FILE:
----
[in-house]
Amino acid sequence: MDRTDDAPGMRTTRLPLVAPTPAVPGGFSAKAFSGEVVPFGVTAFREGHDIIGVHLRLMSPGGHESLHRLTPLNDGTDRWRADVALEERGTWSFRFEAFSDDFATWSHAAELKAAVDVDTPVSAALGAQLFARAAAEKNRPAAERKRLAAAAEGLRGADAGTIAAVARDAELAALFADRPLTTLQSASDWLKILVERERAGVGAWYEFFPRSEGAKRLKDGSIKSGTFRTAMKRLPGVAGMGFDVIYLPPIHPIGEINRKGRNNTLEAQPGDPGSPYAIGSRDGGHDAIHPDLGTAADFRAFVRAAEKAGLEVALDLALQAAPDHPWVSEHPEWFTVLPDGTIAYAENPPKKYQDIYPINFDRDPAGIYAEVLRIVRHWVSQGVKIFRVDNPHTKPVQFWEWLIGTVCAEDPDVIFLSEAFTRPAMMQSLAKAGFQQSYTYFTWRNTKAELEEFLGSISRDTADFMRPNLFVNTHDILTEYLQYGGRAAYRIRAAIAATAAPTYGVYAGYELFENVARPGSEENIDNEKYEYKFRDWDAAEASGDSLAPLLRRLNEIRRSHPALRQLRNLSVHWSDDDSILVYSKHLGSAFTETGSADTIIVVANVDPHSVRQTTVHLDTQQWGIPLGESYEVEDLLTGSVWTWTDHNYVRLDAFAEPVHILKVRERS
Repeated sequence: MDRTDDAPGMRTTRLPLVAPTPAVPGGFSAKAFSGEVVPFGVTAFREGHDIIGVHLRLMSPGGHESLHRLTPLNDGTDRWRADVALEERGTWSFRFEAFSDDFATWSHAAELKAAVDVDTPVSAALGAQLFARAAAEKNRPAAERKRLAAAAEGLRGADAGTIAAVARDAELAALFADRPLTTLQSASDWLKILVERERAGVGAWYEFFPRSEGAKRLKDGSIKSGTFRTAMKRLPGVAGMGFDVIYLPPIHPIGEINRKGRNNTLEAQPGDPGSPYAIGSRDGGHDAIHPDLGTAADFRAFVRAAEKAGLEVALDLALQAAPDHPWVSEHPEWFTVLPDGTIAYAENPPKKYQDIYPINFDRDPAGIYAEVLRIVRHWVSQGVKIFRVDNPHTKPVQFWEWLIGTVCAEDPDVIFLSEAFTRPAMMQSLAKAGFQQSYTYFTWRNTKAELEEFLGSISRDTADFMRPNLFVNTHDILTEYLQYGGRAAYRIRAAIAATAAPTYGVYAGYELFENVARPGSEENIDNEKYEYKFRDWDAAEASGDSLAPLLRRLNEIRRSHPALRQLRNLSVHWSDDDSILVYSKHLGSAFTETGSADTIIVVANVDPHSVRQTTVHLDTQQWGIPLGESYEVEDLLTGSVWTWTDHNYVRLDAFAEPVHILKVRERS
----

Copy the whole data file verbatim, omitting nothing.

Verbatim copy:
[in-house]
Amino acid sequence: MDRTDDAPGMRTTRLPLVAPTPAVPGGFSAKAFSGEVVPFGVTAFREGHDIIGVHLRLMSPGGHESLHRLTPLNDGTDRWRADVALEERGTWSFRFEAFSDDFATWSHAAELKAAVDVDTPVSAALGAQLFARAAAEKNRPAAERKRLAAAAEGLRGADAGTIAAVARDAELAALFADRPLTTLQSASDWLKILVERERAGVGAWYEFFPRSEGAKRLKDGSIKSGTFRTAMKRLPGVAGMGFDVIYLPPIHPIGEINRKGRNNTLEAQPGDPGSPYAIGSRDGGHDAIHPDLGTAADFRAFVRAAEKAGLEVALDLALQAAPDHPWVSEHPEWFTVLPDGTIAYAENPPKKYQDIYPINFDRDPAGIYAEVLRIVRHWVSQGVKIFRVDNPHTKPVQFWEWLIGTVCAEDPDVIFLSEAFTRPAMMQSLAKAGFQQSYTYFTWRNTKAELEEFLGSISRDTADFMRPNLFVNTHDILTEYLQYGGRAAYRIRAAIAATAAPTYGVYAGYELFENVARPGSEENIDNEKYEYKFRDWDAAEASGDSLAPLLRRLNEIRRSHPALRQLRNLSVHWSDDDSILVYSKHLGSAFTETGSADTIIVVANVDPHSVRQTTVHLDTQQWGIPLGESYEVEDLLTGSVWTWTDHNYVRLDAFAEPVHILKVRERS
Repeated sequence: MDRTDDAPGMRTTRLPLVAPTPAVPGGFSAKAFSGEVVPFGVTAFREGHDIIGVHLRLMSPGGHESLHRLTPLNDGTDRWRADVALEERGTWSFRFEAFSDDFATWSHAAELKAAVDVDTPVSAALGAQLFARAAAEKNRPAAERKRLAAAAEGLRGADAGTIAAVARDAELAALFADRPLTTLQSASDWLKILVERERAGVGAWYEFFPRSEGAKRLKDGSIKSGTFRTAMKRLPGVAGMGFDVIYLPPIHPIGEINRKGRNNTLEAQPGDPGSPYAIGSRDGGHDAIHPDLGTAADFRAFVRAAEKAGLEVALDLALQAAPDHPWVSEHPEWFTVLPDGTIAYAENPPKKYQDIYPINFDRDPAGIYAEVLRIVRHWVSQGVKIFRVDNPHTKPVQFWEWLIGTVCAEDPDVIFLSEAFTRPAMMQSLAKAGFQQSYTYFTWRNTKAELEEFLGSISRDTADFMRPNLFVNTHDILTEYLQYGGRAAYRIRAAIAATAAPTYGVYAGYELFENVARPGSEENIDNEKYEYKFRDWDAAEASGDSLAPLLRRLNEIRRSHPALRQLRNLSVHWSDDDSILVYSKHLGSAFTETGSADTIIVVANVDPHSVRQTTVHLDTQQWGIPLGESYEVEDLLTGSVWTWTDHNYVRLDAFAEPVHILKVRERS